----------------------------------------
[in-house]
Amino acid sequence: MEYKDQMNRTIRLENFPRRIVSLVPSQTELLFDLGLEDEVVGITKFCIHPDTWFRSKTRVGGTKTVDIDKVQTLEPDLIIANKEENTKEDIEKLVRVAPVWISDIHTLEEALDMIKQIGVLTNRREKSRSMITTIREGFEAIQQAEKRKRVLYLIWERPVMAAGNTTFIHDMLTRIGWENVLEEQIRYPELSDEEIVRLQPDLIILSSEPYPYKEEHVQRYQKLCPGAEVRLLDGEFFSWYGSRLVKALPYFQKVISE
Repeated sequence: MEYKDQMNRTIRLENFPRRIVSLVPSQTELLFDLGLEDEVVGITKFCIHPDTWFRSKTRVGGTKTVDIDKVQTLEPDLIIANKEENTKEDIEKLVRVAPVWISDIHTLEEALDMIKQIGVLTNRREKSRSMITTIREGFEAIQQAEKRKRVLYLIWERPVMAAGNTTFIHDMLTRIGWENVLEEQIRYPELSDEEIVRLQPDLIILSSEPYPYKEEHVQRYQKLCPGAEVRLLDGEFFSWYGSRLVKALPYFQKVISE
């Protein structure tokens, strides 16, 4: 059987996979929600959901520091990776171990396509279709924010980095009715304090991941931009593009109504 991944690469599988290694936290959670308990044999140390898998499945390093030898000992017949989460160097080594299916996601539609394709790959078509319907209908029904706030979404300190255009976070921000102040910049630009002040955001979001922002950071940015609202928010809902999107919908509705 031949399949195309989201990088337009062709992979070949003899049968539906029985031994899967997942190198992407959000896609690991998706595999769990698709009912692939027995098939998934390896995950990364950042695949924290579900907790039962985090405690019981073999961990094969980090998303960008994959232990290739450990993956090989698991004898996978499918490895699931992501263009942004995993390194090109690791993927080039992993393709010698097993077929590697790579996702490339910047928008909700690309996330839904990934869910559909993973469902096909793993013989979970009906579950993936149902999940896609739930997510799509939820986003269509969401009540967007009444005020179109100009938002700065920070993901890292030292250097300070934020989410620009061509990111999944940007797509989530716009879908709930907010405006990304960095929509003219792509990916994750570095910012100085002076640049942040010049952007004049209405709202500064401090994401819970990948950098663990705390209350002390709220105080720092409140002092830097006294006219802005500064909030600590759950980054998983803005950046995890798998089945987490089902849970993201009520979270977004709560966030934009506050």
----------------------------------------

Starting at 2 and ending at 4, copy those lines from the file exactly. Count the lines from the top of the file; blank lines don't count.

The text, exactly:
Amino acid sequence: MEYKDQMNRTIRLENFPRRIVSLVPSQTELLFDLGLEDEVVGITKFCIHPDTWFRSKTRVGGTKTVDIDKVQTLEPDLIIANKEENTKEDIEKLVRVAPVWISDIHTLEEALDMIKQIGVLTNRREKSRSMITTIREGFEAIQQAEKRKRVLYLIWERPVMAAGNTTFIHDMLTRIGWENVLEEQIRYPELSDEEIVRLQPDLIILSSEPYPYKEEHVQRYQKLCPGAEVRLLDGEFFSWYGSRLVKALPYFQKVISE
Repeated sequence: MEYKDQMNRTIRLENFPRRIVSLVPSQTELLFDLGLEDEVVGITKFCIHPDTWFRSKTRVGGTKTVDIDKVQTLEPDLIIANKEENTKEDIEKLVRVAPVWISDIHTLEEALDMIKQIGVLTNRREKSRSMITTIREGFEAIQQAEKRKRVLYLIWERPVMAAGNTTFIHDMLTRIGWENVLEEQIRYPELSDEEIVRLQPDLIILSSEPYPYKEEHVQRYQKLCPGAEVRLLDGEFFSWYGSRLVKALPYFQKVISE
């Protein structure tokens, strides 16, 4: 059987996979929600959901520091990776171990396509279709924010980095009715304090991941931009593009109504 991944690469599988290694936290959670308990044999140390898998499945390093030898000992017949989460160097080594299916996601539609394709790959078509319907209908029904706030979404300190255009976070921000102040910049630009002040955001979001922002950071940015609202928010809902999107919908509705 031949399949195309989201990088337009062709992979070949003899049968539906029985031994899967997942190198992407959000896609690991998706595999769990698709009912692939027995098939998934390896995950990364950042695949924290579900907790039962985090405690019981073999961990094969980090998303960008994959232990290739450990993956090989698991004898996978499918490895699931992501263009942004995993390194090109690791993927080039992993393709010698097993077929590697790579996702490339910047928008909700690309996330839904990934869910559909993973469902096909793993013989979970009906579950993936149902999940896609739930997510799509939820986003269509969401009540967007009444005020179109100009938002700065920070993901890292030292250097300070934020989410620009061509990111999944940007797509989530716009879908709930907010405006990304960095929509003219792509990916994750570095910012100085002076640049942040010049952007004049209405709202500064401090994401819970990948950098663990705390209350002390709220105080720092409140002092830097006294006219802005500064909030600590759950980054998983803005950046995890798998089945987490089902849970993201009520979270977004709560966030934009506050």